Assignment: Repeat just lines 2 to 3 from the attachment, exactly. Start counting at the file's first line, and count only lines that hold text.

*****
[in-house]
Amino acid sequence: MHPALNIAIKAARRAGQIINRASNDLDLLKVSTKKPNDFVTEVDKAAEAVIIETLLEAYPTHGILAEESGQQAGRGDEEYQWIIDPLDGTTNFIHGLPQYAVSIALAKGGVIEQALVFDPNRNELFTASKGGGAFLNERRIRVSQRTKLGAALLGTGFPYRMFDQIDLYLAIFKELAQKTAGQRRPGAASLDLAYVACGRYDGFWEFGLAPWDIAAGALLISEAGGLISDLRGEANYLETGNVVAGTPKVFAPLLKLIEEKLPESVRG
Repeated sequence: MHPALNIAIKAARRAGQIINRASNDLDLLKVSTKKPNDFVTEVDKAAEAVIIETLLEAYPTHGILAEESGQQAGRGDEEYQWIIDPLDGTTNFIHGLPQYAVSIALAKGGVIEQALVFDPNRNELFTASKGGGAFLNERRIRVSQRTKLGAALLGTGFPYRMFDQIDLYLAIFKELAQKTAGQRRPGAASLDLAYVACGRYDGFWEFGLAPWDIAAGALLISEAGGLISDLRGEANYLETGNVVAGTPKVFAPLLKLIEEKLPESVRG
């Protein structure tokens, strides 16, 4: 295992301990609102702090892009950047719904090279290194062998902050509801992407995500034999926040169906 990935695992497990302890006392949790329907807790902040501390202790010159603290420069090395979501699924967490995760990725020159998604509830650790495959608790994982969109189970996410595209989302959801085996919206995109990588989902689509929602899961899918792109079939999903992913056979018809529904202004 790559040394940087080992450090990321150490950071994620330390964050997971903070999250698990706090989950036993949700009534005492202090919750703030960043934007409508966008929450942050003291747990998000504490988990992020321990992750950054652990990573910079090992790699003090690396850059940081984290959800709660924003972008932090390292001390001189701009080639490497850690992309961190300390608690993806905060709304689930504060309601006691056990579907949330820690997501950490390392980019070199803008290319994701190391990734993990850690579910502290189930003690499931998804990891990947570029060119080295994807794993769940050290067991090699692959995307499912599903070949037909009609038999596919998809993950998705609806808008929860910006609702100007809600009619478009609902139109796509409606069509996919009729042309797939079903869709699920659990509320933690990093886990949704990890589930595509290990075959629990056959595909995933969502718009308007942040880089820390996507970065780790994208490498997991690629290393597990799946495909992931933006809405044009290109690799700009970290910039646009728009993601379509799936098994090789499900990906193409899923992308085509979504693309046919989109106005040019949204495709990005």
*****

Amino acid sequence: MHPALNIAIKAARRAGQIINRASNDLDLLKVSTKKPNDFVTEVDKAAEAVIIETLLEAYPTHGILAEESGQQAGRGDEEYQWIIDPLDGTTNFIHGLPQYAVSIALAKGGVIEQALVFDPNRNELFTASKGGGAFLNERRIRVSQRTKLGAALLGTGFPYRMFDQIDLYLAIFKELAQKTAGQRRPGAASLDLAYVACGRYDGFWEFGLAPWDIAAGALLISEAGGLISDLRGEANYLETGNVVAGTPKVFAPLLKLIEEKLPESVRG
Repeated sequence: MHPALNIAIKAARRAGQIINRASNDLDLLKVSTKKPNDFVTEVDKAAEAVIIETLLEAYPTHGILAEESGQQAGRGDEEYQWIIDPLDGTTNFIHGLPQYAVSIALAKGGVIEQALVFDPNRNELFTASKGGGAFLNERRIRVSQRTKLGAALLGTGFPYRMFDQIDLYLAIFKELAQKTAGQRRPGAASLDLAYVACGRYDGFWEFGLAPWDIAAGALLISEAGGLISDLRGEANYLETGNVVAGTPKVFAPLLKLIEEKLPESVRG